Why We Hate the Smart Kids
The football team from Mountain View High School won the Arizona State Championship last year. Again. Unbeknownst to the vast majority of the school’s student body, so did the Science Bowl Team, the Speech and Debate Team, and the Academic Decathlon team. The football players enjoyed the attentions of an enthralled school, complete with banners, assemblies, and even video announcements in their honor, a virtual barrage of praise and downright deification . As for the three champion academic teams, they received a combined total of around ten minutes of recognition, tacked onto the beginning of a sports assembly. Nearly all of the graduating seniors will remember the name and escapades of their star quarterback; nearly none of them will ever even realize that their class produced Arizona’s first national champion in Lincoln-Douglass Debate. After all, why should they? He and his teammates were “just the nerds.”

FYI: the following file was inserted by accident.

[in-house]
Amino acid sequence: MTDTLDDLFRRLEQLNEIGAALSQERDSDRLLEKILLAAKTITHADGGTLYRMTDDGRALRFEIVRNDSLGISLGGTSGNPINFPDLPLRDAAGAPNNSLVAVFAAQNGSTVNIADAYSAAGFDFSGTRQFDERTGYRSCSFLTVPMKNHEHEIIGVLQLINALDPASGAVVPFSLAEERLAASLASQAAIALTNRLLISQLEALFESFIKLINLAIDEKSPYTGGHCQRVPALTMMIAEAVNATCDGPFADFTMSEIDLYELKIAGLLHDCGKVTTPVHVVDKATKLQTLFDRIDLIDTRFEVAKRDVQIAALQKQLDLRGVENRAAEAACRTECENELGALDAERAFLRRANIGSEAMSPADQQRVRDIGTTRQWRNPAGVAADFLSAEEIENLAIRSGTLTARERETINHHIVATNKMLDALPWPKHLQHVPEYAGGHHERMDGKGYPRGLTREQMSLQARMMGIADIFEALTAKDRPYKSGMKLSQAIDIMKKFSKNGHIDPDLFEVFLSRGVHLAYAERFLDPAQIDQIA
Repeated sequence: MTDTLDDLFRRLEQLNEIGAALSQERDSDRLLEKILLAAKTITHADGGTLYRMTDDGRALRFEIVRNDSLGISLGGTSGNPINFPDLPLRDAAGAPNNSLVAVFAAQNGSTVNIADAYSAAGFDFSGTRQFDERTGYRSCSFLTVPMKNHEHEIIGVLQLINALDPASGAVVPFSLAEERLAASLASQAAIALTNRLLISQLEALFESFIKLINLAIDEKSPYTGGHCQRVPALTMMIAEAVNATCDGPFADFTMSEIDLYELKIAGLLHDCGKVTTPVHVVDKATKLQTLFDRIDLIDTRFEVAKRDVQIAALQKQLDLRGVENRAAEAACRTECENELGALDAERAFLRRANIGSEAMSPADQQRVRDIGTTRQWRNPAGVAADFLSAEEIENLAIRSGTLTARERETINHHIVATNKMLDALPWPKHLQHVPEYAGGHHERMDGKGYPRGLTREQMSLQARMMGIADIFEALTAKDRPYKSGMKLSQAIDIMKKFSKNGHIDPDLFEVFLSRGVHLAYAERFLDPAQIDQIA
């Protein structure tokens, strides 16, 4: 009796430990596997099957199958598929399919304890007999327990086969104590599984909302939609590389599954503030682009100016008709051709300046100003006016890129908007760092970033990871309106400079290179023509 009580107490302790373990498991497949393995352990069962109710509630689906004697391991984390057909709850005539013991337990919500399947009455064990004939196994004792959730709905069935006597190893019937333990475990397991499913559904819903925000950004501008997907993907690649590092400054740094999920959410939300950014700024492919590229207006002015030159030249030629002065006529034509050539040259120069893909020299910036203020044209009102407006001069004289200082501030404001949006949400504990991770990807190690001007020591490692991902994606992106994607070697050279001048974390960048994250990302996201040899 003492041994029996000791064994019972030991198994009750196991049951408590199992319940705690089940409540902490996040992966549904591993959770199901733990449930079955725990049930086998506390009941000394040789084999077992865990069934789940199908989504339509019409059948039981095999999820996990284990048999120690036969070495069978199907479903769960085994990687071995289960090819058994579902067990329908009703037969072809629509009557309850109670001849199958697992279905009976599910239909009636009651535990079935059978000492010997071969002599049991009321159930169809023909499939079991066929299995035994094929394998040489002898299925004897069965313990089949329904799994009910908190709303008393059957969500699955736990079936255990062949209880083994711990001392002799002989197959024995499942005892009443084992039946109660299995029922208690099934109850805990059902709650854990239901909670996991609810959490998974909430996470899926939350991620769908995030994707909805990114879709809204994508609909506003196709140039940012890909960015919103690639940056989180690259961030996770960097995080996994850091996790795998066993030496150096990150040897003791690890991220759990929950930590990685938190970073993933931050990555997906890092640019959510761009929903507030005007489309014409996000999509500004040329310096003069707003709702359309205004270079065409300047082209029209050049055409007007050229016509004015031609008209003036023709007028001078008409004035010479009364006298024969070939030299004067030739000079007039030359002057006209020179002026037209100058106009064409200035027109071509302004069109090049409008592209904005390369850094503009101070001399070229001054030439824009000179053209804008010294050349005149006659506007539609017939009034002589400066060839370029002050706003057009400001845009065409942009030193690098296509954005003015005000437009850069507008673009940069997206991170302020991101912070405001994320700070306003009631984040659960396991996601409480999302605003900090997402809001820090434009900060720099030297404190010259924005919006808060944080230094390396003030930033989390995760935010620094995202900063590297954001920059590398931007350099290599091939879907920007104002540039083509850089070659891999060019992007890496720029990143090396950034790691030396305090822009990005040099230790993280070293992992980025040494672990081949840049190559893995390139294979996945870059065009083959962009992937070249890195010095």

This instance finds plentiful company in the experiences of everyday life; intellectuals almost constantly see their efforts trivialized in the rush to lavish compliments elsewhere. However, such occurrences present only a faint silhouette of true anti-intellectualism; trivialization seems insignificant when compared with the outright disdain for the educated harbored by much of society. That academia’s proponents provoke the wrath of the populace is certain. As an illustration, a commenter under the screen name “ArCaNe” recently posted the following quote on an online discussion board: “Man how I hate nerds… if I ever had a tommygun with me… I would most probably blow each one of their… heads off” (ArCaNe). Were this statement alone in its extremism, it could be written off a joke. Unfortunately, it represents just one statement among countless similar sites and postings, a veritable cornucopia of evidence attesting to society’s distaste for...